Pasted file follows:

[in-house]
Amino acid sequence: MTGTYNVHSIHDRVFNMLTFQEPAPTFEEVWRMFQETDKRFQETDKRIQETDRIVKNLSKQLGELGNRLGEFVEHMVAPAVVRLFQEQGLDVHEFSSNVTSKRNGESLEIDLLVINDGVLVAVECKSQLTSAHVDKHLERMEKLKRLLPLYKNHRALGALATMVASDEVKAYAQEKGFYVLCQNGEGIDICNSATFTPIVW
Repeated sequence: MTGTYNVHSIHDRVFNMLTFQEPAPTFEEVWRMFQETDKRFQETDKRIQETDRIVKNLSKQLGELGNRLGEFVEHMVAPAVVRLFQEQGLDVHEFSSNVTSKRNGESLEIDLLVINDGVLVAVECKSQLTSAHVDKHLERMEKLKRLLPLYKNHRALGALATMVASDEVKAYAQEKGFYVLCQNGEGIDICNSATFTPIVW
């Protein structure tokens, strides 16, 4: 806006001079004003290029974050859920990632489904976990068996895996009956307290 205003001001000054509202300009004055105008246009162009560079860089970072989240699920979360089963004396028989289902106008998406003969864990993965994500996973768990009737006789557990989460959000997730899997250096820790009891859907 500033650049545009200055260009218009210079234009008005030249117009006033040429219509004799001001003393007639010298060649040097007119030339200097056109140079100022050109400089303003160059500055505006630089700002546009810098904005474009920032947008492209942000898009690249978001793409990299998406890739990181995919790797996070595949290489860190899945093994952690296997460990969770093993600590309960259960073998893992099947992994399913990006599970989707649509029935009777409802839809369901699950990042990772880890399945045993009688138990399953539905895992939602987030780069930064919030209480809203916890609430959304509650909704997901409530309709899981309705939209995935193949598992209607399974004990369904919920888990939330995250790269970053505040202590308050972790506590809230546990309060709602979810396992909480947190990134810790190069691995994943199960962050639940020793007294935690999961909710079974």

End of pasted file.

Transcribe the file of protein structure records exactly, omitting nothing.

[in-house]
Amino acid sequence: MTGTYNVHSIHDRVFNMLTFQEPAPTFEEVWRMFQETDKRFQETDKRIQETDRIVKNLSKQLGELGNRLGEFVEHMVAPAVVRLFQEQGLDVHEFSSNVTSKRNGESLEIDLLVINDGVLVAVECKSQLTSAHVDKHLERMEKLKRLLPLYKNHRALGALATMVASDEVKAYAQEKGFYVLCQNGEGIDICNSATFTPIVW
Repeated sequence: MTGTYNVHSIHDRVFNMLTFQEPAPTFEEVWRMFQETDKRFQETDKRIQETDRIVKNLSKQLGELGNRLGEFVEHMVAPAVVRLFQEQGLDVHEFSSNVTSKRNGESLEIDLLVINDGVLVAVECKSQLTSAHVDKHLERMEKLKRLLPLYKNHRALGALATMVASDEVKAYAQEKGFYVLCQNGEGIDICNSATFTPIVW
């Protein structure tokens, strides 16, 4: 806006001079004003290029974050859920990632489904976990068996895996009956307290 205003001001000054509202300009004055105008246009162009560079860089970072989240699920979360089963004396028989289902106008998406003969864990993965994500996973768990009737006789557990989460959000997730899997250096820790009891859907 500033650049545009200055260009218009210079234009008005030249117009006033040429219509004799001001003393007639010298060649040097007119030339200097056109140079100022050109400089303003160059500055505006630089700002546009810098904005474009920032947008492209942000898009690249978001793409990299998406890739990181995919790797996070595949290489860190899945093994952690296997460990969770093993600590309960259960073998893992099947992994399913990006599970989707649509029935009777409802839809369901699950990042990772880890399945045993009688138990399953539905895992939602987030780069930064919030209480809203916890609430959304509650909704997901409530309709899981309705939209995935193949598992209607399974004990369904919920888990939330995250790269970053505040202590308050972790506590809230546990309060709602979810396992909480947190990134810790190069691995994943199960962050639940020793007294935690999961909710079974």